7/3/77, Kayseri, Turkey
Symbolic thought:
Human consciousness is determined and constrained by density of thought. Density of thought means the number of conscious images and thoughts occurring in a given period. Even in highly exciting moments like the minutes before a race or curtain call, or the seconds before an auto-collision, there are only so many thoughts that consciously pass thru the mind. The actual number seems constrained by the normal activity of mental exertion The more one is able to concentrate, the more concentrated thoughts can be, ie, the denser the thoughts become. Like a thread or wire or beam that can hold so much tension [or transmit so much data - smb, 2012], so our consciousness can endure only so much stress. Beyond that limit it snaps, or blanks out; the system crashes. That limit can be extended by active practice of methods of concentration, however.

But this is the essential point: increased thought density does not work on a linear or algebraically continuous basis. At some point the many thoughts condense or merge into one or a few thoughts or images, like changing energy levels in an atom or molecule. One increases to a limit the number of thoughts per moment and then, remarkably, they condense into a symbol or archetype, and the working number of thoughts suddenly reduces [the ‘aha’ moment; epiphany] and the [potential] intensity of thought increases on an equivalent basis. This is a functional (phenomenological) description of the formation of symbols and symbolic thought.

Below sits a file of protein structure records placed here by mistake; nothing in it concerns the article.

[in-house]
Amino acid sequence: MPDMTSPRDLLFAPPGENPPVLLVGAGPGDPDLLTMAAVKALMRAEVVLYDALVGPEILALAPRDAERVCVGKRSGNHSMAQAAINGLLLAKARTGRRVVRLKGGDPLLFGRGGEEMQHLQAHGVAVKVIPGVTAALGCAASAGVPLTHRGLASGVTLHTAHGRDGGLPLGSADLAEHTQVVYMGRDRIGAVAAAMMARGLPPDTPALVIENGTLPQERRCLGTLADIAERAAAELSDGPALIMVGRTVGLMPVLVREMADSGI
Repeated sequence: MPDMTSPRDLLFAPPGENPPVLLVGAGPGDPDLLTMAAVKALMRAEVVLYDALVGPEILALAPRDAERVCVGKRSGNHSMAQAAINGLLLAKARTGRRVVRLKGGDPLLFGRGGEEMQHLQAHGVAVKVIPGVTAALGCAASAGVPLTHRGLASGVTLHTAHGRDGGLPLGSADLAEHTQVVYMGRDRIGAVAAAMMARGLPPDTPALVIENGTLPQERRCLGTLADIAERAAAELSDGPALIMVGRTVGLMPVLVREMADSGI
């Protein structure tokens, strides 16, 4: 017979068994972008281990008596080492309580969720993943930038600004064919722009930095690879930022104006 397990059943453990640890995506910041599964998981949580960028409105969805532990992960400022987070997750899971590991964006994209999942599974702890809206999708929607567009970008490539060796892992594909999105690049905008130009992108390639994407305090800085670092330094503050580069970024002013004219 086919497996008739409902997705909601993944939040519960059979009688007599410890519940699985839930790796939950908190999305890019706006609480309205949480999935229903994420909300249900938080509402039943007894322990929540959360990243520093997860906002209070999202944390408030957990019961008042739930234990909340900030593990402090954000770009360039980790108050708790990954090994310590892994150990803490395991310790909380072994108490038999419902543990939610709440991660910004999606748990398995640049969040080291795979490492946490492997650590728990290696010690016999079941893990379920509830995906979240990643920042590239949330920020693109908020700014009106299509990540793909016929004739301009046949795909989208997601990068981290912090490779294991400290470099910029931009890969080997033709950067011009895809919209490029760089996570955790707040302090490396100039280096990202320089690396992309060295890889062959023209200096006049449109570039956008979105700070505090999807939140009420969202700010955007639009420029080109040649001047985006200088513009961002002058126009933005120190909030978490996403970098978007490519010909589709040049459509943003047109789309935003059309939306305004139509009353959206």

Sunday, January 22, 2012

Cover to my new ebook, The Atternen Jewz Talen, Era 1

And here's a brief summary:
This book contains the opening pages of the diaries of the Eternal Jew (aka the Wandering Jew). In the opening scene he describes Jerusalem in his youth, as it was in 30 CE. He then recounts his meeting with a revolutionary named Jesus. Realizing he has left out some critical information, he turns back to the origins of humanity, telling what he knows about those early days.

This is not the Eternal Jew you might have heard about from unreliable or hate-mongering sources. He is a wise and engaging fellow, proudly Jewish, with a biting wit, and a wry but mystical view of worldly events and his place in them.